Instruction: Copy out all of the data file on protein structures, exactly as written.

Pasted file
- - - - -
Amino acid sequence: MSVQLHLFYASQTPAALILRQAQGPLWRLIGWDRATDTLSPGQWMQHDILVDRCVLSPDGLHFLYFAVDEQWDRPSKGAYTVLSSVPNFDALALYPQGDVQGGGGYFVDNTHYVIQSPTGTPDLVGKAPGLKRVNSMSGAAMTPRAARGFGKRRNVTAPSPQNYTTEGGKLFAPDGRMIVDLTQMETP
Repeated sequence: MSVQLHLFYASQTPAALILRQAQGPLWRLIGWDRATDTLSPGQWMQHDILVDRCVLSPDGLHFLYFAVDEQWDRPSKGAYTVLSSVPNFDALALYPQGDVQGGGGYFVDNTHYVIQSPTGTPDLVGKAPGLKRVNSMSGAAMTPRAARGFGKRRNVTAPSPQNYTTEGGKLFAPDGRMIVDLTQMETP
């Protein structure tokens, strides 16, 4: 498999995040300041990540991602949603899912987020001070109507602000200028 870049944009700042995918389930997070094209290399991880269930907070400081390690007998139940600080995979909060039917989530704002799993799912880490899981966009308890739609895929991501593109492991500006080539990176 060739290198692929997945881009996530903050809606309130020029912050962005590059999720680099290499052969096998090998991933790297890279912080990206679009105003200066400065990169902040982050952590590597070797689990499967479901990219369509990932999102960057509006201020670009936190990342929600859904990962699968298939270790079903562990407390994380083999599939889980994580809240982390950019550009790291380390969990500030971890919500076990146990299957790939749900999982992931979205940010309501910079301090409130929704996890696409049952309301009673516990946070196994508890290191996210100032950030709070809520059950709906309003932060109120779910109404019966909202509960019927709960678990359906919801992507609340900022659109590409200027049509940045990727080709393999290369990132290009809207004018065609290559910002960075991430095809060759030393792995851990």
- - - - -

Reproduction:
Amino acid sequence: MSVQLHLFYASQTPAALILRQAQGPLWRLIGWDRATDTLSPGQWMQHDILVDRCVLSPDGLHFLYFAVDEQWDRPSKGAYTVLSSVPNFDALALYPQGDVQGGGGYFVDNTHYVIQSPTGTPDLVGKAPGLKRVNSMSGAAMTPRAARGFGKRRNVTAPSPQNYTTEGGKLFAPDGRMIVDLTQMETP
Repeated sequence: MSVQLHLFYASQTPAALILRQAQGPLWRLIGWDRATDTLSPGQWMQHDILVDRCVLSPDGLHFLYFAVDEQWDRPSKGAYTVLSSVPNFDALALYPQGDVQGGGGYFVDNTHYVIQSPTGTPDLVGKAPGLKRVNSMSGAAMTPRAARGFGKRRNVTAPSPQNYTTEGGKLFAPDGRMIVDLTQMETP
């Protein structure tokens, strides 16, 4: 498999995040300041990540991602949603899912987020001070109507602000200028 870049944009700042995918389930997070094209290399991880269930907070400081390690007998139940600080995979909060039917989530704002799993799912880490899981966009308890739609895929991501593109492991500006080539990176 060739290198692929997945881009996530903050809606309130020029912050962005590059999720680099290499052969096998090998991933790297890279912080990206679009105003200066400065990169902040982050952590590597070797689990499967479901990219369509990932999102960057509006201020670009936190990342929600859904990962699968298939270790079903562990407390994380083999599939889980994580809240982390950019550009790291380390969990500030971890919500076990146990299957790939749900999982992931979205940010309501910079301090409130929704996890696409049952309301009673516990946070196994508890290191996210100032950030709070809520059950709906309003932060109120779910109404019966909202509960019927709960678990359906919801992507609340900022659109590409200027049509940045990727080709393999290369990132290009809207004018065609290559910002960075991430095809060759030393792995851990």